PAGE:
hard heads soft hearts
Saturday, July 27, 2002
excerpt from Andrew Tobias's book "My Vast Fortune", written in 1997 (I believe)
" `How Not To Fix Social Security'
The most frequently proposed Social Security reform - to gradually privatize the system, with people managing their own retirement accounts - has great surface appeal but big problems:
* while you're making the transition, one generation has to shoulder the nearly impossible burden of two systems - saving for themselves and providing benefits to today's older generations.
* what do you do if a person invests poorly? You'd still need a safety net.
* won't this leave an awful lot of unsophisticated people prey to slick pitches, high commissions, and transaction costs?
* But mainly (to my mind): why should everyone have to save - and live, once retired - as if he or she will last to age hundred and ten? Social Security is not just a pact between generations, though it is that, with each generation pledging to assist the previous one. It is also a pact among citizens of the same generation. We all pay in more or less equally (given equal incomes), knowing that those who die first will have wound up subsidizing those who outlive them. Yet this seems a reasonable deal, because it keeps us from all having to live like paupers at age sixty-five in case we have to stretch our funds to last thirty-five or forty years (So there's another reason we'd still need a taxpayer-financed safety net: would we allow ninety-two year olds whose cash has run out to freeze and starve?)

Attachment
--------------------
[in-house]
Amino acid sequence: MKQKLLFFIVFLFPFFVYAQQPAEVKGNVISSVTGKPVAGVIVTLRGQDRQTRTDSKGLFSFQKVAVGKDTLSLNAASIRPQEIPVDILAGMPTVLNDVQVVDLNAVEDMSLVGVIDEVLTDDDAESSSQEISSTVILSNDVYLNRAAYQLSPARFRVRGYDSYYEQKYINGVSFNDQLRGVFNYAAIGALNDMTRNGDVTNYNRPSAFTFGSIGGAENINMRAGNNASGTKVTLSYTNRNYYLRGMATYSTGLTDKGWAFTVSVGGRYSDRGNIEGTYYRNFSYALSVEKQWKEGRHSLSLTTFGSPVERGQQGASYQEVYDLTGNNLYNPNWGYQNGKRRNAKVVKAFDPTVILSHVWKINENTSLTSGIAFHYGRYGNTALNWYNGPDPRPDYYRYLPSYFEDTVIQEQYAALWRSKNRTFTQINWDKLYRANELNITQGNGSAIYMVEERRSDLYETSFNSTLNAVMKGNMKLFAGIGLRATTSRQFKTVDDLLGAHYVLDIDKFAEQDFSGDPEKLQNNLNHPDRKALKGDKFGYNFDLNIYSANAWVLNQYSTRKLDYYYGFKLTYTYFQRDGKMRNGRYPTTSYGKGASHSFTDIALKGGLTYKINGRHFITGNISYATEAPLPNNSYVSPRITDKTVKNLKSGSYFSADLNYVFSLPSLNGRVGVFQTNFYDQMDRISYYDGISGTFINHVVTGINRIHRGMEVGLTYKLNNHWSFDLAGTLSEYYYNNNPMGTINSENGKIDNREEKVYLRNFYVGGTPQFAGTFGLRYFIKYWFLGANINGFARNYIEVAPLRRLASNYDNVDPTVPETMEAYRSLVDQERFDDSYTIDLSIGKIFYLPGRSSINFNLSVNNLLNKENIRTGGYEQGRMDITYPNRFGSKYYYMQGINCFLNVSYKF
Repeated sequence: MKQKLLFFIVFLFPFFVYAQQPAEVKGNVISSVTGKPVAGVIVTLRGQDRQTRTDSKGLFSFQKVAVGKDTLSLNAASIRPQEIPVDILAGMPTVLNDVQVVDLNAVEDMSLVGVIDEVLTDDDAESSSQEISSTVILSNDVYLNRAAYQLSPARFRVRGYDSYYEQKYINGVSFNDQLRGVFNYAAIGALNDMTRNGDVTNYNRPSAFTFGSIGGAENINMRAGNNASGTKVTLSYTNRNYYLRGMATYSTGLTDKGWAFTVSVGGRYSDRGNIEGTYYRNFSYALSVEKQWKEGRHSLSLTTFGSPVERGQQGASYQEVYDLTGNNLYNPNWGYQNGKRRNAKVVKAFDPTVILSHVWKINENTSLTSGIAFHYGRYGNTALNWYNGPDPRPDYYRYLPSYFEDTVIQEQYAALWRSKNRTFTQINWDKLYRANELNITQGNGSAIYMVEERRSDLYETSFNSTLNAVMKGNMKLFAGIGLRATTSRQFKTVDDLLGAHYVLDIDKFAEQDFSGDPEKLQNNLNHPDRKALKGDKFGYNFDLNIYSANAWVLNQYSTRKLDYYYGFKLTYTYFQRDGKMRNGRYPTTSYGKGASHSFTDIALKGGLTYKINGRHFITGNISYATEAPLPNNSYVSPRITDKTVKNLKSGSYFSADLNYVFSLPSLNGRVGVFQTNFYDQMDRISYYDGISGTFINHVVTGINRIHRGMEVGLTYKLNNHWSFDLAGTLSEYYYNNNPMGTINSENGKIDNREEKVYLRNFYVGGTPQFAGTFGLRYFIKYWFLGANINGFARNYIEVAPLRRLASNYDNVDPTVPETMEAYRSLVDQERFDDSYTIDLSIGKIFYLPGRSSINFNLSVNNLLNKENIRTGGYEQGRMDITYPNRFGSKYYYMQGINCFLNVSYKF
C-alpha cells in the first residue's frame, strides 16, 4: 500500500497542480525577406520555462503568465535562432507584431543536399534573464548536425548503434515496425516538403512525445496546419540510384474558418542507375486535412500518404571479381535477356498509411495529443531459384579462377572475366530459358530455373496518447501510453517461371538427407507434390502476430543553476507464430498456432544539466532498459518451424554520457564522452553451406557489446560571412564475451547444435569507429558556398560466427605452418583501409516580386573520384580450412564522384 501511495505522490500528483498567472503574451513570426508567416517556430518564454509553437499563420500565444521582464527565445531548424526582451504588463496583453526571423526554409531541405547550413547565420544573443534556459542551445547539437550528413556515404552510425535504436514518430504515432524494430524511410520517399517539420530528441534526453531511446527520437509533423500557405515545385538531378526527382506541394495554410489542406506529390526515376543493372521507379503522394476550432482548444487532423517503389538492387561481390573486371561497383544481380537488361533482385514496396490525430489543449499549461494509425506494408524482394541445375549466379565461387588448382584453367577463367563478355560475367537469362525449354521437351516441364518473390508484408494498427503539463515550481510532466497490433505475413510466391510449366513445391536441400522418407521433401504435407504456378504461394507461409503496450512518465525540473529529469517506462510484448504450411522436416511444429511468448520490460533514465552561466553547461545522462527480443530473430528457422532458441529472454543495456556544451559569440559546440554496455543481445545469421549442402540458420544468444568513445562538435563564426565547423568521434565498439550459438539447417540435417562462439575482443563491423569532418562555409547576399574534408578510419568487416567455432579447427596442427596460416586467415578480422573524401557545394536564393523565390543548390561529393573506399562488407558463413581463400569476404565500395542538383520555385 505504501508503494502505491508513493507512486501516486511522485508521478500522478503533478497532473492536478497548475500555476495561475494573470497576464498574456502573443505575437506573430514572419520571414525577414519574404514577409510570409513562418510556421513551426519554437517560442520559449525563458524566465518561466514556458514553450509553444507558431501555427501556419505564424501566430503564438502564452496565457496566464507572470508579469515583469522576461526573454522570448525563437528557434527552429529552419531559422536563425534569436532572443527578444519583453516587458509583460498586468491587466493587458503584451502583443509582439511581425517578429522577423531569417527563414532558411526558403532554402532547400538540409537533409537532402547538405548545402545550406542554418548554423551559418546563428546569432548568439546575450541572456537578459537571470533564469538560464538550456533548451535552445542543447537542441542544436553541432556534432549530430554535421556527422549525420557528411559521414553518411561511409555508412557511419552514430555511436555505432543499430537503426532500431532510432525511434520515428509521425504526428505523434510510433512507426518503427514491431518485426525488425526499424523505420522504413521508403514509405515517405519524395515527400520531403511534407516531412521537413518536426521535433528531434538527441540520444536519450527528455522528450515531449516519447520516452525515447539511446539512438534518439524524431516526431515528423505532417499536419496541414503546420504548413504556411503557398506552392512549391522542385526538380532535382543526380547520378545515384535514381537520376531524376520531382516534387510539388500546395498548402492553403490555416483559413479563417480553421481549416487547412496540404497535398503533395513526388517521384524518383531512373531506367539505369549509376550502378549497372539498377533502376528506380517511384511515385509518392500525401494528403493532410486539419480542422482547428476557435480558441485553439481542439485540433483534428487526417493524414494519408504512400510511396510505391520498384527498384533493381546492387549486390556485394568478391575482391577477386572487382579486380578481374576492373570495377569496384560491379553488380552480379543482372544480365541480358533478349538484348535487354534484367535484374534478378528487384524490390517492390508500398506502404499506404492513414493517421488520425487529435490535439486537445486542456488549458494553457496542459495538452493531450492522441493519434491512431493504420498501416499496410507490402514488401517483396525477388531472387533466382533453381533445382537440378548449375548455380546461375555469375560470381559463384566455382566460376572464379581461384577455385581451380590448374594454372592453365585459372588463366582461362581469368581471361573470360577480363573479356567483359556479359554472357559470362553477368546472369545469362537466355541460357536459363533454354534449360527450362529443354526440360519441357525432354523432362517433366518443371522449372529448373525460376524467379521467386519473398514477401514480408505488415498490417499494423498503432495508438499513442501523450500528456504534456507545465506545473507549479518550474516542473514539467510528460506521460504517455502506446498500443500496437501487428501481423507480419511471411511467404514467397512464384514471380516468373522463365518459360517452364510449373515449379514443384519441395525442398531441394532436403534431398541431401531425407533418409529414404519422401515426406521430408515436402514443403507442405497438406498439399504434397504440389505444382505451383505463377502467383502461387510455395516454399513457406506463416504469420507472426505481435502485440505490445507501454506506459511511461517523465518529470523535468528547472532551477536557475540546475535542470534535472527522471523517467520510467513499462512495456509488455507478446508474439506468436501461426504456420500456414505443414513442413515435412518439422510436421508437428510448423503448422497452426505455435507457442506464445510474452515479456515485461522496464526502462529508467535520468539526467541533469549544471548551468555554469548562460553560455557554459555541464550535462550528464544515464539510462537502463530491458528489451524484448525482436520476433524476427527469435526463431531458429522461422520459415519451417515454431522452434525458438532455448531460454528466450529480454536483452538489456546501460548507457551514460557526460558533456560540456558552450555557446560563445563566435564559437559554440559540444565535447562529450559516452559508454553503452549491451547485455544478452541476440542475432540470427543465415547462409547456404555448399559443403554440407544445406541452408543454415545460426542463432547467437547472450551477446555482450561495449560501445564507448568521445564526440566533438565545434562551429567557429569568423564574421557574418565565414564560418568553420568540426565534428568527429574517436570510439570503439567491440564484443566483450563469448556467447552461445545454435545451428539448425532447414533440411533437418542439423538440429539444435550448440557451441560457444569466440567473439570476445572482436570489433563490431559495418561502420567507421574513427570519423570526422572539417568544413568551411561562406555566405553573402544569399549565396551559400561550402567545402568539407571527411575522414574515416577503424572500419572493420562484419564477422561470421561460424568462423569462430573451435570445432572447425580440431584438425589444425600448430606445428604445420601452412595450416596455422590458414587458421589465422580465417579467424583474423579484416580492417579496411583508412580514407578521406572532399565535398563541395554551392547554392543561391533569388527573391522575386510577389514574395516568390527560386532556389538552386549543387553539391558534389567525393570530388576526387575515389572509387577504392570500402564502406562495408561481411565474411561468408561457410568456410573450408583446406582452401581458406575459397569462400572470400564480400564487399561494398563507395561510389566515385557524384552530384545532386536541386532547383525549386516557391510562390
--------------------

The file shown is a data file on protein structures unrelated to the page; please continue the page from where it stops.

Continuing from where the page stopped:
There's a reasonable case for going partway. With enough warning, you could eliminate benefits for those who don't need them and cut back somewhat on benefits even for those who do. The savings from this would be used to fund the individual investment accounts people are talking about. But why? Why take that extra step, in effect penalizing people who live longer than average, as tens of millions will?
After all, there's still lenty of variety in retirement lifestyles. It's not as if America becomes a homogenized, socialized society even with today's rather modest benefit levels. Some retire in splendor; others manage on Social Security alone. If the "safety net" is indeed a bit above bare subsistence - well, why not? For one thing, it's a relatively small concession to a sort of national neighborliness. A social compact that binds us together. We're the only advanced country in the world without universal health insurance, and we no longer have the common experiences of the draft or Walter Cronkite every night. Maybe we should keep Social Security. . .
although it won't be much, and it may not go to people who don't need it, and it may even be called something else, there will be Social Security in the future. But you won't be a happy camper if it's all you have to fall back on."